Bleak outlook for U.S. oil refiners
Even by the standards of a deep-cyclical industry, the “golden age” of oil refining has proved remarkably brief, lasting no more than three years, before giving way to a new dark age.
Particularly in the United States, refiners have returned to the state of chronic unprofitability that plagued the industry before 2005.
U.S. refiners now have too much capacity and produce the wrong products (gasoline) in a fuel economy increasingly dominated by ethanol and diesel. Capacity cuts of as much as 0.5-1.0 million bpd (equivalent to 4-8 average refineries) and expensive investment to reconfigure the system to increase the diesel yield seem inevitable.
EVAPORATING PROFIT MARGINS
In May 2007, U.S. refiners paid an average of about $64 a barrel to acquire high quality West Texas Intermediate (WTI) crude (less for other grades) and sold gasoline for $97 per barrel – a margin of $33 per barrel or 52 percent.
By November 2008, U.S. refiners were paying $62 to acquire WTI but selling gasoline at a loss for just $52 – a negative margin of $10 or 16 percent.
Other outputs are still profitable (notably diesel and heating oil) and many refineries will have acquired lower-quality crudes for less than the WTI price. The overall gross margin was still (just) positive.
But the NYMEX benchmark 3-2-1 crude oil-gasoline-heating oil has shrunk from $30 per barrel to just $3. Once operating costs (including natural gas, electricity, water and catalysts) as well as capital expenditures (building, maintaining and upgrading refineries) are taken into account, the industry is making little or no profit.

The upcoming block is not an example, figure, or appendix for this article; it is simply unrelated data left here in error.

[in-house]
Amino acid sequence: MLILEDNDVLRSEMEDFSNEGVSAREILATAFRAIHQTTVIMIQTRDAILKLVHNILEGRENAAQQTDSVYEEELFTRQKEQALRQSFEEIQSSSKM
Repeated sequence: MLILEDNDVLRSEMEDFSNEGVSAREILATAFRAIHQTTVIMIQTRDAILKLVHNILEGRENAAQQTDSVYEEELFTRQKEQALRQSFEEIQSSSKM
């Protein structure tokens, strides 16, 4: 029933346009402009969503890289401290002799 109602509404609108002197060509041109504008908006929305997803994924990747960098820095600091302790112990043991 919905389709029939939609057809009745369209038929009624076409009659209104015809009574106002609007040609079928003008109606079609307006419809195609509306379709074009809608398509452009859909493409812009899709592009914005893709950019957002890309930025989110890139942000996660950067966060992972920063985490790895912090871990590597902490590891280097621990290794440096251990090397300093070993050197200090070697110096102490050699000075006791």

Demand for gasoline and other refined products has been falling for more than a year, initially in response to high prices and now as a result of a weakening economy, leaving refiners with a huge overhang of unused capacity.
The total volume of refined products supplied to the domestic market averaged just 19.2 million barrels per day (bpd) in the four weeks ending Nov. 21, down 1.7 million bpd (8 percent) from 20.9 million bpd in the same period last year. The volume of motor gasoline supplied (9.0 million bpd) was down 300,000 bpd (3.3 percent) compared with last year (9.3 million bpd).
Refiners have responded with run cuts and record exports of both gasoline and distillates to avoid flooding the domestic market and collapsing prices further.
Operating rates have been below year-ago levels since the start of 2008 (https://customers.reuters.com/d/graphics/US_RFRT1208.gif).
Refineries processed 15.2 million bpd of crude and other inputs in the week ending Nov. 21 – using just 86.2 percent of their 17.6 million bpd maximum capacity, and leaving more than 2 million bpd of crude distillation capacity idle.
Refiners also sent increasing volumes of refined products abroad to avoid flooding the domestic market. Refiners and merchants ramped up gasoline exports from 38 million barrels in Jan-Sep 2007 to 50 million in Jan-Sep 2008 (+32 percent) and distillate exports from 52 million barrels to 146 million (a massive increase of +182 percent).
It has not been enough. By Nov. 21, reported gasoline inventories stood at 200 million barrels (22.3 days of supply) up from 197 million barrels (21.2 days cover) in 2007.
Refinery gasoline is increasingly squeezed out by ethanol. U.S. ethanol production has tripled from 260,000 bpd in Sep 2005 to 640,000 bpd in Sep 2008, with another 80,000 bpd of ethanol imported. As a result, ethanol is cutting almost 750,000 bpd of demand for fossil-fuel refinery-derived gasoline (https://customers.reuters.com/d/graphics/US_GSETH1208.gif).
In Sep 2005, some 8.9 million bpd of gasoline was supplied to the domestic market, of which 8.7 million bpd came from refineries and just 0.3 million bpd was sourced from ethanol distilleries.
Three years later, in Sep 2008, the volume of gasoline supplied had fallen 400,000 bpd to 8.5 million bpd. But while the volume of ethanol sourced from distilleries had risen by 0.5 million bpd to 0.7 million bpd, the volume of gasoline sourced from refineries was down by a massive 1 million bpd to 7.7 million bpd.
Roughly half the refinery demand lost over the last three years is due to increased ethanol (500,000 bpd), while the remainder is due to cyclical factors (400,000 bpd).